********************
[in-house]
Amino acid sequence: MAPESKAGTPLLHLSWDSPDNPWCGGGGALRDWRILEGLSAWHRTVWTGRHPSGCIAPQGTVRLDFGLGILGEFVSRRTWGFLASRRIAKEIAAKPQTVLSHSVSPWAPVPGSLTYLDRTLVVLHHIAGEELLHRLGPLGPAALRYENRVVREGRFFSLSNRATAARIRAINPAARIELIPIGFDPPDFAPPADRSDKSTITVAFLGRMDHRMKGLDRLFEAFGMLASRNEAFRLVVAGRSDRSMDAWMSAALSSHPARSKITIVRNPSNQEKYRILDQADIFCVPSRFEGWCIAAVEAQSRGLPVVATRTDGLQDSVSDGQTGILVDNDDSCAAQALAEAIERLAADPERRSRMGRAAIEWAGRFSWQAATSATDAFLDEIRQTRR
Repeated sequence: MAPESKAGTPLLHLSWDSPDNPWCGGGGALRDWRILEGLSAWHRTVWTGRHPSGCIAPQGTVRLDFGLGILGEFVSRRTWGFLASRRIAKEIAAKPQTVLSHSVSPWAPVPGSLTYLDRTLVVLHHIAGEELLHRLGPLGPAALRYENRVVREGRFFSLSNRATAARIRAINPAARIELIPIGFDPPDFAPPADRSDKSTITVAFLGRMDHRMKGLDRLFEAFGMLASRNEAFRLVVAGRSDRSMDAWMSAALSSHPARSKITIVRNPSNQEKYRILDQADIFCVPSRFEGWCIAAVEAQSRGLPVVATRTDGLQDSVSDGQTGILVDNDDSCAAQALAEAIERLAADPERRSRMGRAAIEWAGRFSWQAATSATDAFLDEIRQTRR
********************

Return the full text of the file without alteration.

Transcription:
[in-house]
Amino acid sequence: MAPESKAGTPLLHLSWDSPDNPWCGGGGALRDWRILEGLSAWHRTVWTGRHPSGCIAPQGTVRLDFGLGILGEFVSRRTWGFLASRRIAKEIAAKPQTVLSHSVSPWAPVPGSLTYLDRTLVVLHHIAGEELLHRLGPLGPAALRYENRVVREGRFFSLSNRATAARIRAINPAARIELIPIGFDPPDFAPPADRSDKSTITVAFLGRMDHRMKGLDRLFEAFGMLASRNEAFRLVVAGRSDRSMDAWMSAALSSHPARSKITIVRNPSNQEKYRILDQADIFCVPSRFEGWCIAAVEAQSRGLPVVATRTDGLQDSVSDGQTGILVDNDDSCAAQALAEAIERLAADPERRSRMGRAAIEWAGRFSWQAATSATDAFLDEIRQTRR
Repeated sequence: MAPESKAGTPLLHLSWDSPDNPWCGGGGALRDWRILEGLSAWHRTVWTGRHPSGCIAPQGTVRLDFGLGILGEFVSRRTWGFLASRRIAKEIAAKPQTVLSHSVSPWAPVPGSLTYLDRTLVVLHHIAGEELLHRLGPLGPAALRYENRVVREGRFFSLSNRATAARIRAINPAARIELIPIGFDPPDFAPPADRSDKSTITVAFLGRMDHRMKGLDRLFEAFGMLASRNEAFRLVVAGRSDRSMDAWMSAALSSHPARSKITIVRNPSNQEKYRILDQADIFCVPSRFEGWCIAAVEAQSRGLPVVATRTDGLQDSVSDGQTGILVDNDDSCAAQALAEAIERLAADPERRSRMGRAAIEWAGRFSWQAATSATDAFLDEIRQTRR